- Age: As you age, your bones become more brittle and are more likely to fracture.
- Trauma: Any kind of impact or force on the femur can cause a fracture, whether it is from a car accident, a fall, or a direct blow.
- Specific health issues: Diseases like cancer and diabetes can increase the risk of fractures.
- Medications: Certain drugs, such as steroids, can weaken bones and make them more prone to fractures.
- Gender: Femoral shaft fractures are more common in men than women.
If you have any risk factors, it is important to be extra cautious and take steps to protect your femur from injury.
Complications From Femoral Shaft Fractures
Several potential complications can occur when a femur is broken. These include:
- Infections: If the fracture is open on the outside, there is a risk of infection. This can lead to additional surgery and prolonged recovery.
- Blood clots: A blood clot can form in the leg or pelvis, which can be dangerous if it travels to the lungs causing pulmonary embolism. Blood clots and infections could occur after undergoing surgery too.
- Joint damage: The fracture could damage the knee or hip joint, which could require additional surgery to repair.
- Nerve damage: The nerves around the fracture site can be damaged, leading to numbness, tingling, or weakness in the leg.
- Peripheral damage: The leg's muscles, tendons, ligaments, and nerves could also be damaged after a femur fracture.
- Improper setting: The risk is that one leg will grow shorter than the other and eventually cause hip or knee pain if the femur is not properly positioned. Femur bone misalignment may also cause pain.
- You could develop acute compartment syndrome. This painful ailment develops when the pressure inside the muscles reaches dangerous heights. Blood flow may be reduced due to this pressure, which keeps neuron and muscle cells from receiving oxygen and nutrients.
If the stress is not immediately released, irreversible incapacity may occur. A surgical emergency could be required, and your surgeon will create incisions in your skin and muscle covers to release the pressure during the surgery.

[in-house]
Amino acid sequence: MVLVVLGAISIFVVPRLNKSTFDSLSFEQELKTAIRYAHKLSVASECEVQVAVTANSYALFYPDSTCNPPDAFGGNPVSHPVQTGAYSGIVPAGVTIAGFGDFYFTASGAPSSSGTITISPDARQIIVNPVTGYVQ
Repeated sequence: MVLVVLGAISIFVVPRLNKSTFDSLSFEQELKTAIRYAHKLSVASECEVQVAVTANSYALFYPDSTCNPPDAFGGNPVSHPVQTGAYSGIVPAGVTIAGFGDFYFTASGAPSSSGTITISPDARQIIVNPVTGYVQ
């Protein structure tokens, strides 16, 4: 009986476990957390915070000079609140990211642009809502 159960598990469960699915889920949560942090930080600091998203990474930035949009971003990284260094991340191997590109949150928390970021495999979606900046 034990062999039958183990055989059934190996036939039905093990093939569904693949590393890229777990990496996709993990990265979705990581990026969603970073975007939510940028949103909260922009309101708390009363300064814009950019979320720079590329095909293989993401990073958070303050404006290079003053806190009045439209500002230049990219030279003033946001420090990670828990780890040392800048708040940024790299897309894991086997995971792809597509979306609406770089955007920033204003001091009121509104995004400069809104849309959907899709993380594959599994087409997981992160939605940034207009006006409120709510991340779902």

- Open fractures expose your bone vulnerable to the environment outside. Even after thorough surgical cleansing of the bone and muscle, an infection might still develop in the bone.
Doctor Examination and Diagnosis
After you arrive at the hospital or doctor’s office, the doctor will ask about your symptoms and how the injury occurred. They will also perform a physical examination, which involves feeling along your thigh and leg for tenderness or deformity and moving your leg around to check for a range of motion and alignment. The doctor may order imaging tests to help diagnose a femur fracture. These may include:
- X-rays. These are low-energy radiation beams that could create images of bones on film. X-rays are often the first test used to diagnose a bone fracture.
- CT scans: This test uses special x-ray equipment and computer technology to create cross-sectional images of your femur. A CT scan can sometimes show fractures that do not appear on regular x-rays.
- Magnetic resonance imaging (MRI): This test uses radio waves and a strong magnetic field to produce detailed images of soft tissues, including muscles, ligaments, and tendons surrounding your femur.
Treatment of a Femur Fracture
Treatment for a fractured or broken femur may vary depending on where the fracture is located. This section discusses determining the location of a femur fracture, treatment options, and when to seek medical attention.
There are several ways to treat a femur fracture; the best option depends on the individual case. In some cases, surgery may be necessary to correct the fracture. The type of surgery will depend on the fracture's severity and the break's location.
Some common types of surgeries used to treat femur fractures include:
- Intramedullary nailing. Intramedullary nailing is a procedure where a metal rod is inserted into the marrow cavity of the bone to stabilize the fracture.
- External fixation. External fixation is a procedure where metal rods are placed outside the body and attached to the bone with screws or pins to hold it in place while it heals.
- Hip replacement. Hip replacement is a more invasive surgery where the damaged hip joint is replaced with an artificial one.
Recovery from surgery can take several weeks or months. It is important to follow your doctor's orders and attend all scheduled follow-up appointments during this time. Physical therapy may also be necessary to help regain strength and mobility in the affected leg.
Many different types of medication can be used to treat a femur fracture. The most common type of medication is pain medication. This can be either over-the-counter or prescription strength. Other types of medication that may be used include anti-inflammatory medication, muscle relaxers, and blood thinners.
Weighted Traction Splints
Weighted traction splints are a type of device used to treat femur fractures. This type of splint applies a force to the bone greater than the weight of the person wearing it. This helps to align the bone so that it can heal properly. Weighted traction splints are made from metal or plastic and adjustable to be worn for different lengths of time.